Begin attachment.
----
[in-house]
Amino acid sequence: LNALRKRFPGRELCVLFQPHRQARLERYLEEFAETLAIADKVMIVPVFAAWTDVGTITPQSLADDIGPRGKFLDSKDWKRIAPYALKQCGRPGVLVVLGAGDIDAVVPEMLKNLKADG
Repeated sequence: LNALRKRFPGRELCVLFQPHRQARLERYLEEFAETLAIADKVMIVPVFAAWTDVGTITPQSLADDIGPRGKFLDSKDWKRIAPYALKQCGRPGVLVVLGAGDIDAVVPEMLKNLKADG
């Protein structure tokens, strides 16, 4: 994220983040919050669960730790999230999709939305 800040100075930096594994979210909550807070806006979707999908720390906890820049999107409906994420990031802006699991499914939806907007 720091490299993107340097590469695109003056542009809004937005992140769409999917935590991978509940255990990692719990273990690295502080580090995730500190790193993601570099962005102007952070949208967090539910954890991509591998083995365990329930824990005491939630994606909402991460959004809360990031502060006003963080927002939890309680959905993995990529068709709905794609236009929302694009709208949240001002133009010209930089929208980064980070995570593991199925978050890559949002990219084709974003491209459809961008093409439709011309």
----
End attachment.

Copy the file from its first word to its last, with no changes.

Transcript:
[in-house]
Amino acid sequence: LNALRKRFPGRELCVLFQPHRQARLERYLEEFAETLAIADKVMIVPVFAAWTDVGTITPQSLADDIGPRGKFLDSKDWKRIAPYALKQCGRPGVLVVLGAGDIDAVVPEMLKNLKADG
Repeated sequence: LNALRKRFPGRELCVLFQPHRQARLERYLEEFAETLAIADKVMIVPVFAAWTDVGTITPQSLADDIGPRGKFLDSKDWKRIAPYALKQCGRPGVLVVLGAGDIDAVVPEMLKNLKADG
């Protein structure tokens, strides 16, 4: 994220983040919050669960730790999230999709939305 800040100075930096594994979210909550807070806006979707999908720390906890820049999107409906994420990031802006699991499914939806907007 720091490299993107340097590469695109003056542009809004937005992140769409999917935590991978509940255990990692719990273990690295502080580090995730500190790193993601570099962005102007952070949208967090539910954890991509591998083995365990329930824990005491939630994606909402991460959004809360990031502060006003963080927002939890309680959905993995990529068709709905794609236009929302694009709208949240001002133009010209930089929208980064980070995570593991199925978050890559949002990219084709974003491209459809961008093409439709011309």